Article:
Art & Language

These Scenes

The work of ART & LANGUAGE defies easy explanations. This project made with Rene Schmitt is a portfolio you might say of prints, but the techniques used make it look more like a singular group of radical works on paper; it began as a collaboration at the instigation of jsvcPROJECTS/London (Jill Silverman van Coenegrachts) suggesting a curious new dimension in the collaborative practice known around the world as the Rolling Stones of Conceptual Art. Michael Baldwin and Mel Ramsden took on the challenge of making a new body of works that dealt with one of the earliest ideas they treated in the late ’60s — the impact of Malevich and the Black Square. This inquiry made its way into the very first works the artists created individually as works on paper and installations in 1965-7 and now fifty years later it seemed a prime time to revisit the issue in a fresh way.

As they have said, they saw this Black Square as a mask, like make-up, it covers and disguises something, „It purports to have entities within which Malevich had never intended it to have,“ explained Michael Baldwin. In a way it illustrates the abandonment of text, or he continued, „it effectively operates as if there were a person standing here describing the content of the Black Square text.“ This is familiar ground in the oeuvre of ART & LANGUAGE.

The five works included in this hand painted boxed set incorporate the strategies and interests ART & LANGUAGE evidenced from the very beginning of their careers: 1) Suprematist Squares 2) Secret Painting 3) Guaranteed Painting 4) Cracked surface with text beneath 5) No secret at all. The freshness of this group is evidenced by the way each sheet needed a newly developed technique to realize the works. Even the colophon became unique as it incorporates a hand written addendum by ART & LANGUAGE noting, „Interestingly, mixed media also includes letraset.“ Like the prints, it is stamped, signed and numbered.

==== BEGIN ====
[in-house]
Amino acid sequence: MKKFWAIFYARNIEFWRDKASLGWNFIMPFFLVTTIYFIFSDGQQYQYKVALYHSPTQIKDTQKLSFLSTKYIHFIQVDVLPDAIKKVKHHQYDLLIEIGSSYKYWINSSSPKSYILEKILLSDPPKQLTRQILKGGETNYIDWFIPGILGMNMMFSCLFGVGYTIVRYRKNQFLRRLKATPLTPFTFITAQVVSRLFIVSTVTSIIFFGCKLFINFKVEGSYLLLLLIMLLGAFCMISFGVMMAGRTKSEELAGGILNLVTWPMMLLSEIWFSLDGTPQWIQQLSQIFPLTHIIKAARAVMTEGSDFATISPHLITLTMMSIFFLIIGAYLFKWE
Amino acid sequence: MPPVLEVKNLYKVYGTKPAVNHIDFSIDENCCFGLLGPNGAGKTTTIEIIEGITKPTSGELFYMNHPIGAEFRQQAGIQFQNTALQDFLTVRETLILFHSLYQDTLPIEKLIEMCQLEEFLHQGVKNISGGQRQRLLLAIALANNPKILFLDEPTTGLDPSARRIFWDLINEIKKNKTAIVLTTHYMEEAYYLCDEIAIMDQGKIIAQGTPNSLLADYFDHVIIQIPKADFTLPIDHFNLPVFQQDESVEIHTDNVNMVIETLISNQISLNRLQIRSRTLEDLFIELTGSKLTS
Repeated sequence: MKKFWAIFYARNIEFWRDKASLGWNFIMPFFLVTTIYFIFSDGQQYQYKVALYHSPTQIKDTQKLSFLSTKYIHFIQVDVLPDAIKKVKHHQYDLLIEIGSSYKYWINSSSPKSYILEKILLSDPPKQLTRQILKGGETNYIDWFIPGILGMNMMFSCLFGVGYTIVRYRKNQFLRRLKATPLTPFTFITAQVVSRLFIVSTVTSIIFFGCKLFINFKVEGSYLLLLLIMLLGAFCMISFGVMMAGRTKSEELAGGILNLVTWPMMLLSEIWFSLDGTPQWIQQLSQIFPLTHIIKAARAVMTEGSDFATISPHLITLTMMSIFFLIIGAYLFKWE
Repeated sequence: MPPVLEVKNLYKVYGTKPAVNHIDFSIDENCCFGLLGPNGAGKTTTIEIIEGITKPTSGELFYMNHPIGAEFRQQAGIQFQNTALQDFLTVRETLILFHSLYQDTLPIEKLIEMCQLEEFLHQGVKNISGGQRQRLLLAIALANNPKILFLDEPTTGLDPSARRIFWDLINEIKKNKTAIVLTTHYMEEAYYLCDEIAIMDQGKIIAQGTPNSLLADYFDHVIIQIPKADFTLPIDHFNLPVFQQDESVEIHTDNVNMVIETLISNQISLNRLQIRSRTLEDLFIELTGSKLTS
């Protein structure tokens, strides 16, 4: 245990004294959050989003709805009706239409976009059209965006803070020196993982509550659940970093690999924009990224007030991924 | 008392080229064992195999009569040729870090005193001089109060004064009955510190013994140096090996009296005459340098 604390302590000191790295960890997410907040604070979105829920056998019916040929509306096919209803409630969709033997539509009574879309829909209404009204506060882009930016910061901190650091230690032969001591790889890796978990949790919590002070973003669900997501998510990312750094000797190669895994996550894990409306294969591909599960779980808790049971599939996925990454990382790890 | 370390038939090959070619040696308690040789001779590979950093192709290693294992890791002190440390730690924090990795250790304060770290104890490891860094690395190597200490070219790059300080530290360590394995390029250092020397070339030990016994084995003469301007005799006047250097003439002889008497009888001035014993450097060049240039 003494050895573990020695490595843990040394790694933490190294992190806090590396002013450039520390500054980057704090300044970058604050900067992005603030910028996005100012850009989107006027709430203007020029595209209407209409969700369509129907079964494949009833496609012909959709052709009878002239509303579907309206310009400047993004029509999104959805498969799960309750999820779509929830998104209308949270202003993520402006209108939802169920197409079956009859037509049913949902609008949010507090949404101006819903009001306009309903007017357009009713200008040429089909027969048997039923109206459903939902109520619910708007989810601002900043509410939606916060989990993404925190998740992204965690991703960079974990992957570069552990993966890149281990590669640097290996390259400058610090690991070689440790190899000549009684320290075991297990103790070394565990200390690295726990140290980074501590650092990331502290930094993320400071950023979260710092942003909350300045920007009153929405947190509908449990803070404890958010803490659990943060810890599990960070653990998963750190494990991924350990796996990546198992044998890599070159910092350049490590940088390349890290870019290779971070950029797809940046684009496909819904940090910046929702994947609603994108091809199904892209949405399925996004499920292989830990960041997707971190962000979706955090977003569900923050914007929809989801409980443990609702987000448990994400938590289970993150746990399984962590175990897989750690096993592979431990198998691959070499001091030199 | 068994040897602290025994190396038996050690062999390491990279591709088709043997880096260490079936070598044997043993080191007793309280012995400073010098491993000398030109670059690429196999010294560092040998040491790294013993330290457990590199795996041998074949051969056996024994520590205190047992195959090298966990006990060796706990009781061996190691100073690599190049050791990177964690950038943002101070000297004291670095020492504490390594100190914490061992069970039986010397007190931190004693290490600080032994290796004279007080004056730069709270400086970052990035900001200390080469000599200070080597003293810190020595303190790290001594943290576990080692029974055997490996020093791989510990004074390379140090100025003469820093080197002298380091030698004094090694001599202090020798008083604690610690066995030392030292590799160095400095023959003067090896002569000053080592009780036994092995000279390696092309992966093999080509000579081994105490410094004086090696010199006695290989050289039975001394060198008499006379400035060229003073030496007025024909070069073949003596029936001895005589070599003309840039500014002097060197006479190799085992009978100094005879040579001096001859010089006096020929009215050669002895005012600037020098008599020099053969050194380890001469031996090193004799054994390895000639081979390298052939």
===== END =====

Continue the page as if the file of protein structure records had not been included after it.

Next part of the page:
Together, this set of works illustrates the varied and unrelenting commitment these artists maintained for five decades to the discussion of language and its place in the visual process we call art. Is reading a text the same thing as looking at a black abstract square. If you put one behind the other is the meaning changed. If you open fissures in the foreground of the abstract monochrome square so rivulets of text seep into the visual field, is it still a text work or a painting? How do we read? Is the same kind of seeing we use when we look at a black square? These new works raise‘ these issues with a crisp authority.

THESE SCENES, 2016 can be interpreted as a mini-retrospective of the earliest seminal ideas that make ART & LANGUAGE the radicals they are, with a coherent essayistic position that pushes the viewer to entertain a process of thinking and discussion with the artist and with the works themselves. This inventive use of printing techniques makes these works in every way a continuation of the oeuvre and its earliest physical attributes, including the very performance like nature of laying letraset down on paper one letter at a time — (a process that took four people, three weeks to achieve). The making of this project took six months of continuous printing, and in the process one Xerox machine was cracked.